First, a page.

Future of Work

How to avoid “rainbow washing” during Pride Month and remaining an inclusive work environment when July rolls around

If you identify as LGBTQ+, June is a special time of year.  From Pride Parades to rainbows on everything, it can be easy to feel the love in June – from our organizations and our community.  But on July 1, LGBTQ+ people do not stop needing support.  They do not all of a sudden achieve equality in the workplace.  As leaders it is our responsibility to ensure that the principles of Pride such as celebrating individuality, remembering the past and acknowledging the work left to do, are present in our work culture every day.  

The term “rainbow washing” refers to actions organizations take during Pride month to outwardly declare their support of LGBTQ+ employees and the broader community without actually having the policies or practice or culture in place to truly improving the experience of LGBTQ+ people.  Modifying your logo to include a rainbow is not activism.  It is marketing and without action behind it, it rings hollow.  The same inauthenticity can be displayed by an individual who makes a temporary modification to how they present themselves – wearing a rainbow lanyard for a month or changing your email signature to include a link to the LBGTQ+ employee resource group, without actually understanding  the issues LGBTQ+ employees face or advocating for a more inclusive workplace. To fully embrace the meaning of Pride, organizations and their leaders must make deeper efforts to create an environment of belonging that is not dictated by a calendar.  But how do we do that as leaders?  Here are some strategies.

  1.  Conduct an objective assessment of how inclusive you are as a leader.
    Examine the language you use in regular interactions.  How do your own biases and assumptions play into your conversations?  Do your employees feel safe enough to bring their full self to work?  What are you doing to empower that and what are you doing to hold them back?  How familiar are you with the policies and practices (or lack thereof) that directly affect your LGBTQ+ employees?  Do your equity initiatives include all LGBTQ+ people or just the L and the G?  Who are we leaving behind?  What policies and practices need to be amended to include everyone?  These are not easy questions, but an inclusive environment does not happen by accident.  For an individual, inclusivity is a skill that must be practiced and constantly refined.  Before we start to create environments of belonging, we need to look closely at our individual actions.  Not with judgment or contempt, but rather as opportunities to grow and actualize our leadership potential.
  2. Listen to the LGBTQ+ voices within your organization and from external partnerships .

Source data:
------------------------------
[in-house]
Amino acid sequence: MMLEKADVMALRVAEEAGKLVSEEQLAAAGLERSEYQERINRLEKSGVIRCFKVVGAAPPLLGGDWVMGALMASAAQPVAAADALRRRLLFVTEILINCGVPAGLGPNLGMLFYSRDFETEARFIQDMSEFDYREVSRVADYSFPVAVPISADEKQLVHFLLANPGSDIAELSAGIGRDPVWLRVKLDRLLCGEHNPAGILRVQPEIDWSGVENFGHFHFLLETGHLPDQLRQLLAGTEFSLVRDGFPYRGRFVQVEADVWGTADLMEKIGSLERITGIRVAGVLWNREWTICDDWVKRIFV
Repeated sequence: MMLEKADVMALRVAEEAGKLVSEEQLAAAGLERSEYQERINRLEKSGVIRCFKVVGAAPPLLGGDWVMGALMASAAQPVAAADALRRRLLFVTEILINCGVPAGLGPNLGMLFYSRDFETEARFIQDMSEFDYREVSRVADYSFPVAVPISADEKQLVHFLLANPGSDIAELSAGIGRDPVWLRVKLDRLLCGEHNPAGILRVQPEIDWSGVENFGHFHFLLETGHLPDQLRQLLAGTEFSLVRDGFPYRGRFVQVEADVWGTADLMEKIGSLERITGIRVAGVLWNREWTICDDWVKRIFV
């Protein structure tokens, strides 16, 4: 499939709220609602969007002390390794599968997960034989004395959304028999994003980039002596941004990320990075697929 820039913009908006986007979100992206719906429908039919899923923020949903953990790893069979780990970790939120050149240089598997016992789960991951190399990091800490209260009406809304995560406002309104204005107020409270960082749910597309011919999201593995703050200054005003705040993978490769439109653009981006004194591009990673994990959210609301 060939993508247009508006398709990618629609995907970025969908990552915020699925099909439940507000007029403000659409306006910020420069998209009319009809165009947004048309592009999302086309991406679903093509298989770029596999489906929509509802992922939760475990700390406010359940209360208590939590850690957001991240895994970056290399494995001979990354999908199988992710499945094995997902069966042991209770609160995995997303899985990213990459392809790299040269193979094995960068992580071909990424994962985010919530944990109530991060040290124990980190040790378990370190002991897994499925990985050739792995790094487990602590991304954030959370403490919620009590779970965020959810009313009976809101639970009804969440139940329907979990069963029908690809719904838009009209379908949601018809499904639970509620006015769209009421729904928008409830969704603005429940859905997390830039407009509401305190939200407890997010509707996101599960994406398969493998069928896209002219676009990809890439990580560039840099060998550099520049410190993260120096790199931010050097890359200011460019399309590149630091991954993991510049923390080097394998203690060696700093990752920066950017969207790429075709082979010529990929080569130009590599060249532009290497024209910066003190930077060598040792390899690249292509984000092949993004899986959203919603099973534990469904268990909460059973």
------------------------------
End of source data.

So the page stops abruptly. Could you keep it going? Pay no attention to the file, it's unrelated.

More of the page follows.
This is more broad than just going to a Pride Employee Resource Group meeting each year.  Make these conversations an active part of your interactions with your team.  On a regular basis, schedule listening sessions where you simply open your door to hear about challenges LGBTQ+ colleagues or external partners face.  Establish a mentorship where you pair with someone more entry-level in the organization who is from a different generation than you.  Ideally someone who is diverse from you.  From the beginning you must establish the mentorship as reciprocal.  Just as you are their resource for career development, they are your mentor for issues of concern for their generation of employees.  The issues that were never brought up when you entered the workforce are likely common conversation now.  How do I properly ask for someone’s pronouns?  How are seemingly harmless historic work patterns exclusive?  What would it feel like to belong at our organization?  On our team?  What does belonging look like?  LGBTQ+ employees want their voices to be heard but often think the risk of coming out or challenging the system is not worth the potential gains.  As leaders, it is our responsibility to prove by our actions and commitment to these challenging conversations that we are listening and those voices matter.
  3. Make diversity, equity and inclusion part of performance reviews.
    What gets measured, gets changed.  Although the metrics can be slightly harder to calculate than other performance review components, adding DEI as part of a performance review has multiple impacts.  First, it prioritizes the issue and indicates to your team the value you place on the topic.  Secondly, by setting DEI goals, it empowers employees to examine their impact on the culture and find opportunities to be more impactful as either and LGBTQ+ person or as an ally.  Finally, it creates accountability for turning those goals into action.  Without this component, DEI conversations are only theoretical.

June is a wonderful month for the LGBTQ+ community.  Through the brave efforts of individuals and organizations, the LGBTQ+ community is front and center of the collective consciousness of the world.  But the challenges, biases and inequity that the community faces knows no calendar.  As leaders, it is our collective responsibility to ensure through our actions that the spirit of Pride and the power of inclusion, thrive the other 335 days of the year.


Written by Ash Beckham.
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Ash Beckham
Ash Beckham is an inclusion activist whose TEDx Talk “Coming Out of Your Closet” became a viral sensation. Her intrepid, relatable, and intrinsically comical style has made her an in-demand speaker, including events at Microsoft, Lockheed Martin, Bank of America, and the keynote for the first LGBTQ Conference at Harvard University.


Ash Beckham is an opinion columnist for the CEOWORLD magazine. You can follow her on LinkedIn. For more information, visit the author’s website.